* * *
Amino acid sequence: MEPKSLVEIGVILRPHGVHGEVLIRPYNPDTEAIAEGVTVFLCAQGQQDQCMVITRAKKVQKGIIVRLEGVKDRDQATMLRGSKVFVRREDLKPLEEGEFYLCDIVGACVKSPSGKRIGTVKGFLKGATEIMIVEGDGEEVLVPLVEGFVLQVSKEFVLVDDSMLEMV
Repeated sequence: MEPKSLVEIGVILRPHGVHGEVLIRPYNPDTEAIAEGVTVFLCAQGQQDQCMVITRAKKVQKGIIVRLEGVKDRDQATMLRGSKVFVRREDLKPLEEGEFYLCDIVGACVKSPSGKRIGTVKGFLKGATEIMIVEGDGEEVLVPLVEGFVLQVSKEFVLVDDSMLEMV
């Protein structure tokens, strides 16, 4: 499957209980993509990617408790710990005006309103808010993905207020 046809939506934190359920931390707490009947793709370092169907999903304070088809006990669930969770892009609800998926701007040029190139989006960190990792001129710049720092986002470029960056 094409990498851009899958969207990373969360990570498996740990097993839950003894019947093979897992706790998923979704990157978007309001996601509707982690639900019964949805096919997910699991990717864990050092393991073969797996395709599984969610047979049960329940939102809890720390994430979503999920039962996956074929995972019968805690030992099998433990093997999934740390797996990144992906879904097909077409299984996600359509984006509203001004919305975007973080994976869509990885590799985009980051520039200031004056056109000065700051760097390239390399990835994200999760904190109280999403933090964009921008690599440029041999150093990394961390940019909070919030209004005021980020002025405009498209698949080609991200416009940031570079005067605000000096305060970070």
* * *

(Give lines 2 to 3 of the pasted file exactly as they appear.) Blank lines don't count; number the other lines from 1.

Repeated sequence: MEPKSLVEIGVILRPHGVHGEVLIRPYNPDTEAIAEGVTVFLCAQGQQDQCMVITRAKKVQKGIIVRLEGVKDRDQATMLRGSKVFVRREDLKPLEEGEFYLCDIVGACVKSPSGKRIGTVKGFLKGATEIMIVEGDGEEVLVPLVEGFVLQVSKEFVLVDDSMLEMV
């Protein structure tokens, strides 16, 4: 499957209980993509990617408790710990005006309103808010993905207020 046809939506934190359920931390707490009947793709370092169907999903304070088809006990669930969770892009609800998926701007040029190139989006960190990792001129710049720092986002470029960056 094409990498851009899958969207990373969360990570498996740990097993839950003894019947093979897992706790998923979704990157978007309001996601509707982690639900019964949805096919997910699991990717864990050092393991073969797996395709599984969610047979049960329940939102809890720390994430979503999920039962996956074929995972019968805690030992099998433990093997999934740390797996990144992906879904097909077409299984996600359509984006509203001004919305975007973080994976869509990885590799985009980051520039200031004056056109000065700051760097390239390399990835994200999760904190109280999403933090964009921008690599440029041999150093990394961390940019909070919030209004005021980020002025405009498209698949080609991200416009940031570079005067605000000096305060970070």